RE: Deadlocking in the transport

"Lubashev, Igor" <ilubashe@akamai.com> Thu, 11 January 2018 04:54 UTC

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From: "Lubashev, Igor" <ilubashe@akamai.com>
To: "martin.thomson@gmail.com" <martin.thomson@gmail.com>, "jri@google.com" <jri@google.com>, "mbishop@evequefou.be" <mbishop@evequefou.be>
CC: "quic@ietf.org" <quic@ietf.org>, "ckrasic@google.com" <ckrasic@google.com>
Subject: RE: Deadlocking in the transport
Thread-Topic: Deadlocking in the transport
Thread-Index: AQHTidqwSZojuevrjEKuWaFfJc7FkKNs/m4AgAC3uoCAAB3ugIAAA6mAgAAEuYCAAAC5AIAAAhWAgAACuICAAAJVAIAAGr0AgAAIxgCAAADVgIAAA74AgAAQVsA=
Date: Thu, 11 Jan 2018 04:54:14 +0000
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Mandating a strict priority order on the sender may cause an increase in HOL blocking, if the contents of a higher-priority stream are not needed by all lower-priority streams. That happens when a higher-priority stream has MAX_STREAM_DATA that allows the sender to keep transmitting on that stream exclusively for 1-2 rtt, but one of the early packets is lost. The entire connection is blocked till that one loss is repaired.

The value of MAX_STREAM_DATA cannot be reduced below 1-2 rtt-worth of data, in case the higher-priority stream is the only stream with data.

A transport wishing to minimize HOL blocking may decide to allocate bandwidth in an other than strict priority order. Or the transport API would need to be very versatile to convey strict stream dependency graphs as well as stream priorities.

-----Original Message-----
From: Mike Bishop [mbishop@evequefou.be]
Received: Wednesday, 10 Jan 2018, 5:55PM
To: Martin Thomson [martin.thomson@gmail.com]; Jana Iyengar [jri@google.com]
CC: QUIC WG [quic@ietf.org]; Charles 'Buck' Krasic [ckrasic@google.com]
Subject: RE: Deadlocking in the transport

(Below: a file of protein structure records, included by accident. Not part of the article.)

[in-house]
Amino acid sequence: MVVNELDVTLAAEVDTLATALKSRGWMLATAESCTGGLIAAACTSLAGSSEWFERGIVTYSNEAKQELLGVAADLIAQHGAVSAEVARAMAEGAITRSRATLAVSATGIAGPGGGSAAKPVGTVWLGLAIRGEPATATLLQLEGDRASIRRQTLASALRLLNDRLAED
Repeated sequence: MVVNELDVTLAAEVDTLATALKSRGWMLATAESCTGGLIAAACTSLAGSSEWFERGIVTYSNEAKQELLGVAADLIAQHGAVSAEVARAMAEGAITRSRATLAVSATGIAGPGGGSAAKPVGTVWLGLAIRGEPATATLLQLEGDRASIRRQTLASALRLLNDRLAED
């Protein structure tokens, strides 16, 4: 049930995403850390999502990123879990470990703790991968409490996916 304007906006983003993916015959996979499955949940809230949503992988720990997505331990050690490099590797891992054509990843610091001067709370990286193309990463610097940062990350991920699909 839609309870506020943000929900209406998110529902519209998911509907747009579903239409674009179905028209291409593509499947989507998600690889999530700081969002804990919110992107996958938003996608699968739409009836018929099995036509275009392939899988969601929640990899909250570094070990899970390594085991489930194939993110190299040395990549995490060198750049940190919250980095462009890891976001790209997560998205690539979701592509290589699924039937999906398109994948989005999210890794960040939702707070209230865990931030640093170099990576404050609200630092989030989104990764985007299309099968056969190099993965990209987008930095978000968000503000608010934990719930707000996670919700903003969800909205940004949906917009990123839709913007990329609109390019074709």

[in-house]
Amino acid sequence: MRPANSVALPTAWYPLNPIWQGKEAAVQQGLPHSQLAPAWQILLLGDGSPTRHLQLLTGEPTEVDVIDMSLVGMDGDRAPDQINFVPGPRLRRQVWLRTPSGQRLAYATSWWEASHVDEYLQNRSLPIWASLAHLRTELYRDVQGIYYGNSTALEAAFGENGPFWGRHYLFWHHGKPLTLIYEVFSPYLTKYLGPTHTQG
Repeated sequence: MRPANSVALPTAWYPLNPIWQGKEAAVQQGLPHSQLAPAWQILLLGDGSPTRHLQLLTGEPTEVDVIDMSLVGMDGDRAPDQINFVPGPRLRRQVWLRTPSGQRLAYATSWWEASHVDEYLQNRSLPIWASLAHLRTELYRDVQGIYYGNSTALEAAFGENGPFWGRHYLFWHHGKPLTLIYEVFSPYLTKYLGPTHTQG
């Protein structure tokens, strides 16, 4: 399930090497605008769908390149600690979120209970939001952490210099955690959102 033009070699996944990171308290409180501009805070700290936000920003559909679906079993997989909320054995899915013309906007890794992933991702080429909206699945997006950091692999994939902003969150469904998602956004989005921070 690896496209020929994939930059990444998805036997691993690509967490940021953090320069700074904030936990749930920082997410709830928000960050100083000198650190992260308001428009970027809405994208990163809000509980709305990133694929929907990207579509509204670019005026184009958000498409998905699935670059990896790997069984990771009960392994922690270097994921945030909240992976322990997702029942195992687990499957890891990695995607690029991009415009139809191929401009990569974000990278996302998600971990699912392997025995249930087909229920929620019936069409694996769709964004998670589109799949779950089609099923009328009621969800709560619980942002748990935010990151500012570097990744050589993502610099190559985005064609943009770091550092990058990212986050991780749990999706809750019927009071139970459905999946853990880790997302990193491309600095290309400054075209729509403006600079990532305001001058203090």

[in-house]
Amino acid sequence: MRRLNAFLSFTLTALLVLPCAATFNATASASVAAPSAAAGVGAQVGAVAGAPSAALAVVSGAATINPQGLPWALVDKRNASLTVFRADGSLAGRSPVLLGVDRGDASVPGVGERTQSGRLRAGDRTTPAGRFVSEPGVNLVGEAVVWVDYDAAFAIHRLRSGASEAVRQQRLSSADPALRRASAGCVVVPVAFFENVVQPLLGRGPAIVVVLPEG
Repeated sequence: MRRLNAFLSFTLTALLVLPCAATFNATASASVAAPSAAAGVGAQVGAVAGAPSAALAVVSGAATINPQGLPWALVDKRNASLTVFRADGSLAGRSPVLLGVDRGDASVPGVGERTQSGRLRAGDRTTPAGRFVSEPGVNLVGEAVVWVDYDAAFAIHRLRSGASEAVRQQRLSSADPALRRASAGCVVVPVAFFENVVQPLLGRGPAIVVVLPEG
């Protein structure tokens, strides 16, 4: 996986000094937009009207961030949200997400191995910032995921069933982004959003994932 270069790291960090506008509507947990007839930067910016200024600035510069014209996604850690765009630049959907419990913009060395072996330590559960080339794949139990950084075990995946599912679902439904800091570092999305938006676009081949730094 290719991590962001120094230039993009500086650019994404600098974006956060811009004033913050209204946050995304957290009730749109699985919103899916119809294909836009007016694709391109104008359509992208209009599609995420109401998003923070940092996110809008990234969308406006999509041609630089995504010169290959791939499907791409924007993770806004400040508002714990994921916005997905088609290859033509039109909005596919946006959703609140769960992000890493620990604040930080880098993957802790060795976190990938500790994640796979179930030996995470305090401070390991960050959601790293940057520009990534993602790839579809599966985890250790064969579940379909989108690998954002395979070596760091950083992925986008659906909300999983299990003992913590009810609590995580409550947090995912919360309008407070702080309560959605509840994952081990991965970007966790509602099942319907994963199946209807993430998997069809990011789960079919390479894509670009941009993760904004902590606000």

No disagreement.  When choosing which stream *with pending data* to make progress on, I think choosing the higher-priority stream is necessary rather than advisory.  With H2, we're talking about client preferences about server responses which might not be ready yet, so it's always advisory to the server.  Here, we're talking about the application's preferences about its own data that it has already handed off.  That's something that happened within the HTTP/2 implementation, so there was no agreement or contract needed.

So long as the dependency is strictly on a higher-priority stream and the transport layer is handling priorities strictly when choosing what to send in a flow-control-limited situation, I think we avoid the deadlock.  That is, when X depends on Y, if new flow control credit is guaranteed to cause Y to make forward progress (and the other side is continuing to read from Y's stream), the other side would eventually be able to process X.

This isn't a protocol element, but an implementation element that's necessary for the protocol to be fully functional.

-----Original Message-----
From: QUIC [mailto:quic-bounces@ietf.org] On Behalf Of Martin Thomson
Sent: Wednesday, January 10, 2018 2:42 PM
To: Jana Iyengar <jri@google.com>;
Cc: QUIC WG <quic@ietf.org>;; Charles 'Buck' Krasic <ckrasic@google.com>;
Subject: Re: Deadlocking in the transport

On Thu, Jan 11, 2018 at 9:39 AM, Jana Iyengar <jri@google.com>; wrote:
> Yes, I think there's easy misinterpretation here -- something I
> realized today as I've had conversations about this. What I meant was
> specifically at the API between the app and the transport, at the
> sender. This is basically saying that to avoid deadlock due to
> dependencies across streams, the transport write API must allow the app to express strict priorities.

Ahh, excellent, then I think at least we two are in agreement.  It seems like there is an emerging acceptance of the problem and proposed approach, I guess we might start considering how to address it.

I think that this needs to be in the main spec.  Failing to document this sort of pitfall could be fatal.  Does anyone disagree?